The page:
When I and my brother and sister were little, my great grandmother would send us the same Christmas gift every year. She’d send my brother twenty or thirty nearly priceless pre-Civil War silver dollars, and she’d give my sister and I exactly one dirty, torn dollar bill and a piece of broken costume jewelry she’d obviously dug out of the bottom of her jewelry box.
I have to add here that my brother WAS named after her husband. My brother is ALSO an only son of an only son of an only son, so he is carrying on the family name.
Did I ever mention that my maiden name is Smith? Yes, my brother, bless his heart, was/is the last Smith.
I can’t tell you how many times I’ve teased him about that.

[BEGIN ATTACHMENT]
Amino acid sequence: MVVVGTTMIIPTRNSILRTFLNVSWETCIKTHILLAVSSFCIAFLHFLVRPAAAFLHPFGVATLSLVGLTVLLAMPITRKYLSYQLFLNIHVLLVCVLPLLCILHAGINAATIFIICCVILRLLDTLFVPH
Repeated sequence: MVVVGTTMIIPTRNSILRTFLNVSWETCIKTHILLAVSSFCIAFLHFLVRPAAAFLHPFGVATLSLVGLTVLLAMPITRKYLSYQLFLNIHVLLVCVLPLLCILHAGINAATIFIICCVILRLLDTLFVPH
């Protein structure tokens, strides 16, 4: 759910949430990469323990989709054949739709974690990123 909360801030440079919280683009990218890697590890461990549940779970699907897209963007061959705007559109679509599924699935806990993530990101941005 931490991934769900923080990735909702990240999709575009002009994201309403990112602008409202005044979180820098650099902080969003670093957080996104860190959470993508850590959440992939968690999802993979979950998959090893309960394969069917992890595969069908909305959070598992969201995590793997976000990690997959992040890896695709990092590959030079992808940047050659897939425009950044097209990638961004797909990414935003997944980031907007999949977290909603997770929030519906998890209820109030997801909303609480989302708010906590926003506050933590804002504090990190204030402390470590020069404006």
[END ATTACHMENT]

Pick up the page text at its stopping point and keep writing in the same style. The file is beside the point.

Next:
Anyway, back to my great grandmother and her unequal gift giving. You’d think I would have been disappointed by such inequality, but I wasn’t. My brother could never take any of his dollars to the store to spend and the jewelry, while broken, was still shiny.
When you’re a kid, shiny will cover a lot of ills.
In fact, I still have those broken pieces of jewelry.
A friend of mine recently went through her grandmother’s treasure trove of sparkly costume jewelry and I was amazed — there were some wonderful pieces in there. Gorgeous pieces. They made me think of my broken pieces of jewelry and I had to smile . . . you know, whether it’s wearable or not, there’s something decadent and shiny about old costume jewelry.
I love the stuff, even the broken stuff.
Have you ever been given or inherited any jewelry, real or costume? What favorite pieces of jewelry do you wear every day? Do you have some jewelry that you hope to pass on to your kids? And aren’t you proud of my brother for being ‘the last Smith?’ I think I need to call him today and remind him of that.